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Head & Neck

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I want to extend a warm welcome to you as a potential client of The Moss Report on Cancer of Head and Neck. For over 35 years, it has been my mission to educate and empower patients, including many with cancer in this anatomical location. I would be honored to be part of your healing journey.

Head and neck represents a heterogeneous group of tumors, including those that arises in the nasal cavity, sinuses, lips, mouth, salivary glands, throat, or larynx (i.e., voice box). As you can see, such tumors are identified by the area in which they originate, although they may spread to other areas in the head and neck region, or else more distantly. Most of these cancers originate in squamous cells, which line the mucosal surfaces of the head and neck region.

This Moss Report includes a discussion of the main locations and varieties, as classified by the World Health Organization (WHO) and other agencies. These are generally classified by (a) cellular origin and (b) how those cells behave—ranging from the least aggressive to the most malignant. The classification and grade of a head and neck tumor may be used to predict its likely behavior. This is based on the microscopic appearance of the tumor tissue as derived from a biopsy sample.

Over the years, my thinking about the overall category of head and neck cancer has evolved considerably. I would like to share with you some of the core beliefs I have developed about these types of cancer and the recovery process.

In the Moss Report on Head and Neck Cancer we fully deal with the conventional treatments of this disease category. What are these? They mainly consist of surgery, various types of radiation (including external beam, brachytherapy or radioactive seeds, and proton beam therapy), as well as various types of chemotherapy and ‘targeted’ agents. We also discuss the issue of “watchful waiting” in cancer of the head and neck. When might this be appropriate as an option?

We are not allied with any doctor, hospital or agency that administers such treatments. This gives us the unusual ability to assess the effectiveness of these treatments without any prejudice created by how we earn our living. We combine this with a detailed knowledge of how these treatments are actually administered and what they are likely to deliver.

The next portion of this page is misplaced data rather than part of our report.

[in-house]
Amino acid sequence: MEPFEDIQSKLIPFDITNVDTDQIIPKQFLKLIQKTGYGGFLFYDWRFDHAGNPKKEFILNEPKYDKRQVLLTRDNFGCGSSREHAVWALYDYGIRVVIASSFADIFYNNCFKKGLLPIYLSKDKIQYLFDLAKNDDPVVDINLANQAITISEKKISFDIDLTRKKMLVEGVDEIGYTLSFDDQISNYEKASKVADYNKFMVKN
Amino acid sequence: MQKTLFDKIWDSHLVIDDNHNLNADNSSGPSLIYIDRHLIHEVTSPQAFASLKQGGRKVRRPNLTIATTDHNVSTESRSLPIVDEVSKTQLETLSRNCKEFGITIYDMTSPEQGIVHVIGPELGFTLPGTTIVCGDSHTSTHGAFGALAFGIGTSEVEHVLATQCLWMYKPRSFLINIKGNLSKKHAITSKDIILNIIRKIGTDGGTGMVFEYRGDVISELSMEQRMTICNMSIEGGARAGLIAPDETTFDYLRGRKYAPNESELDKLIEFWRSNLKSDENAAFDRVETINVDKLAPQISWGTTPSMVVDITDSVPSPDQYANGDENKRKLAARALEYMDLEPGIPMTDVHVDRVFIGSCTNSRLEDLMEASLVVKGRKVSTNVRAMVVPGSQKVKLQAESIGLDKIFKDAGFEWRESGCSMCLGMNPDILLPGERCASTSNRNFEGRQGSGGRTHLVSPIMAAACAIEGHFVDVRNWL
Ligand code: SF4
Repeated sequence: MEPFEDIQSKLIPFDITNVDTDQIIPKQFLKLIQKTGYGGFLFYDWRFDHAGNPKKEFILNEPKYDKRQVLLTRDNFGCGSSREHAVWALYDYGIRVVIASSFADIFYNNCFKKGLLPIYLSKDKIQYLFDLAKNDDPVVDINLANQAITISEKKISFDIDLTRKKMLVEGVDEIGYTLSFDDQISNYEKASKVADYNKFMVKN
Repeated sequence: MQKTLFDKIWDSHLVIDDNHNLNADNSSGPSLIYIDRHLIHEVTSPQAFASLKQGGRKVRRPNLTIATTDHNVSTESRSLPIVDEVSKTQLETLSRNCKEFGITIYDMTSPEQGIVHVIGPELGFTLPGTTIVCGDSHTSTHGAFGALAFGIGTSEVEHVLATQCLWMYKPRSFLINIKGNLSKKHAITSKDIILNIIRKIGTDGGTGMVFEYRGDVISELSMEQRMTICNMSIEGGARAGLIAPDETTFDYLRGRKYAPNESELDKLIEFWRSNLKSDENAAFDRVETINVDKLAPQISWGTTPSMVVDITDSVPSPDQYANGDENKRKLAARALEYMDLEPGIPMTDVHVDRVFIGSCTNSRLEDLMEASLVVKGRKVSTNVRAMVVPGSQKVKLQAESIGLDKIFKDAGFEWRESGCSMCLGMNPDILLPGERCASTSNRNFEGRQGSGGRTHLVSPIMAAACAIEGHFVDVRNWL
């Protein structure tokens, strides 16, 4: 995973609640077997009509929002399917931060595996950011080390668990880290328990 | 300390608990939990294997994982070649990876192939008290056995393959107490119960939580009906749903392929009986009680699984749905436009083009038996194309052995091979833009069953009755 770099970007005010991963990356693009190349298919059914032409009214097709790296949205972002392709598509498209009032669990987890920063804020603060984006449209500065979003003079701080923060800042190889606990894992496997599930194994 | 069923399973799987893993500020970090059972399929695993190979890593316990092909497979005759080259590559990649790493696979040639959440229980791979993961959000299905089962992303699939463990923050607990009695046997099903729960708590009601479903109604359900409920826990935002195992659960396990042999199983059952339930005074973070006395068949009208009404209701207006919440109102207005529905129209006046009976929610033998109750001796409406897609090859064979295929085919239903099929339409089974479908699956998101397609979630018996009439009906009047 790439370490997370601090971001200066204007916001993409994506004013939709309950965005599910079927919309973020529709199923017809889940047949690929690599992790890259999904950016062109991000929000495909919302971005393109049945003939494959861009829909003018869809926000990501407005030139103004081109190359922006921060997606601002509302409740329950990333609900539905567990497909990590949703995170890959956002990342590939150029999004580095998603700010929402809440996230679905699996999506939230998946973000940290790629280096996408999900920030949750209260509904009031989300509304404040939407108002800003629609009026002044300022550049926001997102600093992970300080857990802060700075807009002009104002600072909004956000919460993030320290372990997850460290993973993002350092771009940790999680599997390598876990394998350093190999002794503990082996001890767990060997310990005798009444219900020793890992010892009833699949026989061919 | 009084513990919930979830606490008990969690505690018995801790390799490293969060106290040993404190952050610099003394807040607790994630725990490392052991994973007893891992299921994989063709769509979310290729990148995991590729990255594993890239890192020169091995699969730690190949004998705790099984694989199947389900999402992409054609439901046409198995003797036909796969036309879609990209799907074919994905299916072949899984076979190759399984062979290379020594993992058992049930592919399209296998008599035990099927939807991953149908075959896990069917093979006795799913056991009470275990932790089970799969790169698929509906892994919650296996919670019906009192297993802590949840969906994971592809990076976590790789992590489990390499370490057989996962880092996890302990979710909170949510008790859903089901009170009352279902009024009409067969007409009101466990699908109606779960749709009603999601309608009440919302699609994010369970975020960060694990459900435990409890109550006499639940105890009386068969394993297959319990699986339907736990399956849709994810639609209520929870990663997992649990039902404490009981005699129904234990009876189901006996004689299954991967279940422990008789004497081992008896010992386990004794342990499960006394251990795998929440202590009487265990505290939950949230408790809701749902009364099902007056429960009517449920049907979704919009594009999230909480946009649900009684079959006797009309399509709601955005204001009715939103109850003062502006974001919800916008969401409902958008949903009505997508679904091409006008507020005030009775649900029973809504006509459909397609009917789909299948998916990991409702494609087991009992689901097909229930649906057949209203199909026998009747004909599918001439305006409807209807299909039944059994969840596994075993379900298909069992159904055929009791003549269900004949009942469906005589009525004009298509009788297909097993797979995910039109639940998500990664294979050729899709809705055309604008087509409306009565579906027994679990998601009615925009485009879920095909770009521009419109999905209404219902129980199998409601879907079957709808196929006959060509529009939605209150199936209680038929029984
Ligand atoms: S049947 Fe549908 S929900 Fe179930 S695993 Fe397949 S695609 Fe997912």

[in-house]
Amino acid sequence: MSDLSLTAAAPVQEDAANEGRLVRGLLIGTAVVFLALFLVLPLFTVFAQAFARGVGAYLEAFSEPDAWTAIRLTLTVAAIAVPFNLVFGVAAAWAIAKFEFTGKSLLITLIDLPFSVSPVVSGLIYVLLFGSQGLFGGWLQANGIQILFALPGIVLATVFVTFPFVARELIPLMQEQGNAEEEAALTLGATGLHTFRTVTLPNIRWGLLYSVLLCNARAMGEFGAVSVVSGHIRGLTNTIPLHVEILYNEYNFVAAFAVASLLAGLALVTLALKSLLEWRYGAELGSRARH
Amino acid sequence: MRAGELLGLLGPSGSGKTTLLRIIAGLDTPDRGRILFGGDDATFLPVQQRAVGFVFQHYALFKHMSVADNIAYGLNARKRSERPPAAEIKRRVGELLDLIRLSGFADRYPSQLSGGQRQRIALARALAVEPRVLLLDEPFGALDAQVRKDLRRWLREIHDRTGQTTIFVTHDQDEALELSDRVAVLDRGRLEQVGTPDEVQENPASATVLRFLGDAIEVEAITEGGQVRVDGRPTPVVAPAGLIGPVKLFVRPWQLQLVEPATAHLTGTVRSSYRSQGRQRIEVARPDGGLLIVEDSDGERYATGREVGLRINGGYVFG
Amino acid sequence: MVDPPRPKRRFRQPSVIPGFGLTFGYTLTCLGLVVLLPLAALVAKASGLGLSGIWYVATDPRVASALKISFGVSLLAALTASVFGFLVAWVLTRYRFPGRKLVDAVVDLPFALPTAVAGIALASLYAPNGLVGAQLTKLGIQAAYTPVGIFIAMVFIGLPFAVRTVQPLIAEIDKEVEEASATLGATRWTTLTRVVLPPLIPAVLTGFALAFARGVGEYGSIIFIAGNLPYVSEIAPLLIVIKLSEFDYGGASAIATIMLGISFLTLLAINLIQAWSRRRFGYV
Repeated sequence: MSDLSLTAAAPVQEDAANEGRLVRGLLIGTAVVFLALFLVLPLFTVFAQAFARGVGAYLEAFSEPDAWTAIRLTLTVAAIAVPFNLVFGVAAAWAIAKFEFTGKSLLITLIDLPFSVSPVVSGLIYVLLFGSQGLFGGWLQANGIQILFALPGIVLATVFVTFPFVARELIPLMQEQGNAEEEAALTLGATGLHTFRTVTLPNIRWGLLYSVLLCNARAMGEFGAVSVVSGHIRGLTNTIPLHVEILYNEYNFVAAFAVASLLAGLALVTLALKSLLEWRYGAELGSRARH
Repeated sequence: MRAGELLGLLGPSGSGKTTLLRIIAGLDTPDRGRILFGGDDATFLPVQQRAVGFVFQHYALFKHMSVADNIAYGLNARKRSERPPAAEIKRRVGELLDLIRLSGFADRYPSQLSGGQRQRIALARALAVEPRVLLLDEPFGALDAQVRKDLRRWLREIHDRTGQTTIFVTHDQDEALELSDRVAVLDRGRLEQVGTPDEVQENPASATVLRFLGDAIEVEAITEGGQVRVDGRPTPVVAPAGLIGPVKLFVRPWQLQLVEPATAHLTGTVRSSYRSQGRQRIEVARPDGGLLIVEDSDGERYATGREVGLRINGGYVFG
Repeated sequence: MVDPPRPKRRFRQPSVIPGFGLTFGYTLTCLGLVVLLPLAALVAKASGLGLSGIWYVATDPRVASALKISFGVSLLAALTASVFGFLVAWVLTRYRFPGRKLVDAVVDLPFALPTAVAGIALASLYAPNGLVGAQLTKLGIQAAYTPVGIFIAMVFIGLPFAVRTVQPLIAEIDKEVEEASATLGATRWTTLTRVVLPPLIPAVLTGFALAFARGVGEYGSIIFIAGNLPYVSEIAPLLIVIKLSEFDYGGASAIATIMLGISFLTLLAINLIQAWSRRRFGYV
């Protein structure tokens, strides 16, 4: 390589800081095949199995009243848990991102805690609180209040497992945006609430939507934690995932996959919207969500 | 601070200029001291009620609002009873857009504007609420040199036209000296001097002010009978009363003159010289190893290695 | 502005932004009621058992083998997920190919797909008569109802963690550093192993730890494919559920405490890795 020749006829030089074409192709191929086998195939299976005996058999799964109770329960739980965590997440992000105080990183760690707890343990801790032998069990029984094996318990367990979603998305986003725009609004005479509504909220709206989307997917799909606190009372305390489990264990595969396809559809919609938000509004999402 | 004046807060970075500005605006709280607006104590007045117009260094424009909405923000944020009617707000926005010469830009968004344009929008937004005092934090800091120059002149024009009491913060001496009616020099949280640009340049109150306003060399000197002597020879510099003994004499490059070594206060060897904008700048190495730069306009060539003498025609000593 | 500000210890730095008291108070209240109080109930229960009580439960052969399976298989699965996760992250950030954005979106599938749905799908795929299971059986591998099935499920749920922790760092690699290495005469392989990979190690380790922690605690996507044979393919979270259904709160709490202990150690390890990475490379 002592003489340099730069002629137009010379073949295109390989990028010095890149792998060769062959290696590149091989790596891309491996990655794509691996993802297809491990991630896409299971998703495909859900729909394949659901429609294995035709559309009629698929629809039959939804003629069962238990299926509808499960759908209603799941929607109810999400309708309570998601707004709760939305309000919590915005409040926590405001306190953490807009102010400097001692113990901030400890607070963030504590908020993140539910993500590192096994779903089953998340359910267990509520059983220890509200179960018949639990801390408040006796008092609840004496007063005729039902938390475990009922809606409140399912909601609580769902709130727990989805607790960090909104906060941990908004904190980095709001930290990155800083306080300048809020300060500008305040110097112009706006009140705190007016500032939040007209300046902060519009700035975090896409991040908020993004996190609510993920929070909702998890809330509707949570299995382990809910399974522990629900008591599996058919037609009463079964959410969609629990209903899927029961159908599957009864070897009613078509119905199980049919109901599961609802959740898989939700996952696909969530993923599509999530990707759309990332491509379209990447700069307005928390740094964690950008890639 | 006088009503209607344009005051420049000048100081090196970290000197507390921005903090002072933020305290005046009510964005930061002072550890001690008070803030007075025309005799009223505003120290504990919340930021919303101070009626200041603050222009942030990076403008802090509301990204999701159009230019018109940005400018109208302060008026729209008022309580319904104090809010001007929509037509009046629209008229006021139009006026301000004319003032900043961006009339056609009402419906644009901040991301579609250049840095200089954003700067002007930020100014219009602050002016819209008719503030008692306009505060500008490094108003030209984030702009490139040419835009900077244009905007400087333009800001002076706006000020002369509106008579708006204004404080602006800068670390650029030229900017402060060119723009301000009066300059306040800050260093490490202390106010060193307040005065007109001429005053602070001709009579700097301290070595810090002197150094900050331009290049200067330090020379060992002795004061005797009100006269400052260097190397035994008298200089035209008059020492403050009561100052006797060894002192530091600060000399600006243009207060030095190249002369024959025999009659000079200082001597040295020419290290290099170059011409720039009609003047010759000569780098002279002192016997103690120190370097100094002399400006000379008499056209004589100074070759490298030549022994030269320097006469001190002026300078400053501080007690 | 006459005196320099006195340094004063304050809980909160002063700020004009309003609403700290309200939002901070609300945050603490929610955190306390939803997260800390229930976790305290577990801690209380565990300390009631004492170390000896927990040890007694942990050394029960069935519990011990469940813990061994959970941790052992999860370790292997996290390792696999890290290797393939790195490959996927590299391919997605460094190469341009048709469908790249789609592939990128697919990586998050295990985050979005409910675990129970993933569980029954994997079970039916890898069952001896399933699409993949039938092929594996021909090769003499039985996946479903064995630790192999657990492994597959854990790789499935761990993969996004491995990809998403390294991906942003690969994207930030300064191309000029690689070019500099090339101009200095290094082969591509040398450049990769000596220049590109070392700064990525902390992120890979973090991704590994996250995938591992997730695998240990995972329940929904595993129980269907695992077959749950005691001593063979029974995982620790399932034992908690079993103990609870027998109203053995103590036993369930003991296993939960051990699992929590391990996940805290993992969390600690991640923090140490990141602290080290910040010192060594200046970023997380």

While conventional treatments of head and neck cancer definitely have their place, and have often been instrumental in a cure, I also believe that there are new treatments that offer hope to patients with cancers of the head and neck, such as those involved in secondary prevention (i.e., to ward off recurrences).

There also are scientifically valid treatments that come from outside conventional Western medicine. These treatments offer hope of real and substantial benefit to patients with cancer of the head and neck, even those with advanced disease. In this Moss Report I will discuss the ones that I believe are most promising and relevant. Some of the most promising involve the medical use of heat and electricity, immunotherapy and virology.

Keep in mind that some of what are called “alternative treatments” in the United States are accepted and used in other countries. Some treatments for cancers of the head and neck are so embroiled in controversy that it is difficult to arrive at objective information about their effectiveness. I have done my best to reach a realistic judgment on many of these. Yet other treatments and approaches appear worthless or even dangerous.

My goal is to provide you with information as well as to convey a way of looking at these questions that you can apply to other treatments. I hope to give you a compass with which to evaluate the many conflicting treatment claims in the head and neck cancer field and to help you formulate a winning plan for yourself. Let my knowledge, objectivity, and experience help guide your journey!

I believe that overcoming one or another form of head and neck cancer and remaining well is more than just a physical process. Of course, medical treatments, such as surgery, radiation and chemotherapy, as well as more natural therapies, have their place in the treatment of this disease, and you need scientific information to make rational decisions about them all. But there is another dimension to the cancer problem. As one long-term survivor put it, “Returning to a state of health is not just about having treatment; it means dealing with the mental, emotional and the spiritual issues that tend to manifest physically. It means asking, ‘Am I on the path that I want to be on?’

This Moss Report on Head and Neck Cancer is dedicated to helping you to repair the breach that this illness has created in your life. To do so, you need to seek emotional healing as well. The attention you give these less tangible areas can speed healing and enhance the effectiveness of your physical treatments. But it can also serve as a profound source of strength, peace, and inspiration for you. What we call body, mind, and spirit are interwoven strands that form the whole person.